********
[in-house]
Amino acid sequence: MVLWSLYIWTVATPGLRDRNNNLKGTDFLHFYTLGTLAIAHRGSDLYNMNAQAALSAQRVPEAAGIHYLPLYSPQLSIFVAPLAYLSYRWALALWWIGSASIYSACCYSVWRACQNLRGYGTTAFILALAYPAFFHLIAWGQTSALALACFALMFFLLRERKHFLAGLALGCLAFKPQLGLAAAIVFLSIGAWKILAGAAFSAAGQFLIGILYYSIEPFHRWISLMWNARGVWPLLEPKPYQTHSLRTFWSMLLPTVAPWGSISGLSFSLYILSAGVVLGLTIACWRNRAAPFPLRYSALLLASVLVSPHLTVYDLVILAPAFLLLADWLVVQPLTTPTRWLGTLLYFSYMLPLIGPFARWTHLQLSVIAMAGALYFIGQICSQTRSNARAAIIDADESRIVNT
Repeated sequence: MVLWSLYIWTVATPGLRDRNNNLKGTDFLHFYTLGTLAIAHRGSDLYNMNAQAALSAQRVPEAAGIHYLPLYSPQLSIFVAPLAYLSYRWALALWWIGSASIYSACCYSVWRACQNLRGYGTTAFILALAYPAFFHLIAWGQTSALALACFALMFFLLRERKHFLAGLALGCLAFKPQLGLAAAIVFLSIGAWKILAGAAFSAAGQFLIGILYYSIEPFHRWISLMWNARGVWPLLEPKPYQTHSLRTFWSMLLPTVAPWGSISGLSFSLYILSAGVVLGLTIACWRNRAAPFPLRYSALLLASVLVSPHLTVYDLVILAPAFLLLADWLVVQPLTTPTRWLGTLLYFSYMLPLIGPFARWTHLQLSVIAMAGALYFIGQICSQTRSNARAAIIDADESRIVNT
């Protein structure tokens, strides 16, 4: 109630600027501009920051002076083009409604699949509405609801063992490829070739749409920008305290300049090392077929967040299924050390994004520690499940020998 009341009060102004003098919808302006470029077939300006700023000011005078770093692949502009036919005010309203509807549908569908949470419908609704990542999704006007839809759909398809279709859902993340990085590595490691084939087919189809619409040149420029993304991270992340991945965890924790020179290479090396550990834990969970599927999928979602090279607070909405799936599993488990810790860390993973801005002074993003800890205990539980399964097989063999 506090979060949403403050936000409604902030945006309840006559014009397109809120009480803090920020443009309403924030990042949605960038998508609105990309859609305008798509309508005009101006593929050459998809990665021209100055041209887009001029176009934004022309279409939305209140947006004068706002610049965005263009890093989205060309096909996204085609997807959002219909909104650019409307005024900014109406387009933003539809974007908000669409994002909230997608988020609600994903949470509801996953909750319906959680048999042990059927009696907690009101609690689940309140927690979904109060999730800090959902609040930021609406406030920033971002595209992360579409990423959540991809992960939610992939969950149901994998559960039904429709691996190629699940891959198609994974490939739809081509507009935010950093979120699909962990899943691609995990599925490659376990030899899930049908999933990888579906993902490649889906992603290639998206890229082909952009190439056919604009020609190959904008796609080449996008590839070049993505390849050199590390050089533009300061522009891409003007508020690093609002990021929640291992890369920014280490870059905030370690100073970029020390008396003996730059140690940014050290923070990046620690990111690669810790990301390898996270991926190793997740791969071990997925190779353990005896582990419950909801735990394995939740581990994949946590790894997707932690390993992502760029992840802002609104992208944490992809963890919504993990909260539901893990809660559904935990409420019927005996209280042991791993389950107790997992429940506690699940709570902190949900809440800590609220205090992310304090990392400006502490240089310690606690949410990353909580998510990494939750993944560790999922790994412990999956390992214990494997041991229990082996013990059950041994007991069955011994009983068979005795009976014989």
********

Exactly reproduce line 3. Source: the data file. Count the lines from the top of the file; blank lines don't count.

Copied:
Repeated sequence: MVLWSLYIWTVATPGLRDRNNNLKGTDFLHFYTLGTLAIAHRGSDLYNMNAQAALSAQRVPEAAGIHYLPLYSPQLSIFVAPLAYLSYRWALALWWIGSASIYSACCYSVWRACQNLRGYGTTAFILALAYPAFFHLIAWGQTSALALACFALMFFLLRERKHFLAGLALGCLAFKPQLGLAAAIVFLSIGAWKILAGAAFSAAGQFLIGILYYSIEPFHRWISLMWNARGVWPLLEPKPYQTHSLRTFWSMLLPTVAPWGSISGLSFSLYILSAGVVLGLTIACWRNRAAPFPLRYSALLLASVLVSPHLTVYDLVILAPAFLLLADWLVVQPLTTPTRWLGTLLYFSYMLPLIGPFARWTHLQLSVIAMAGALYFIGQICSQTRSNARAAIIDADESRIVNT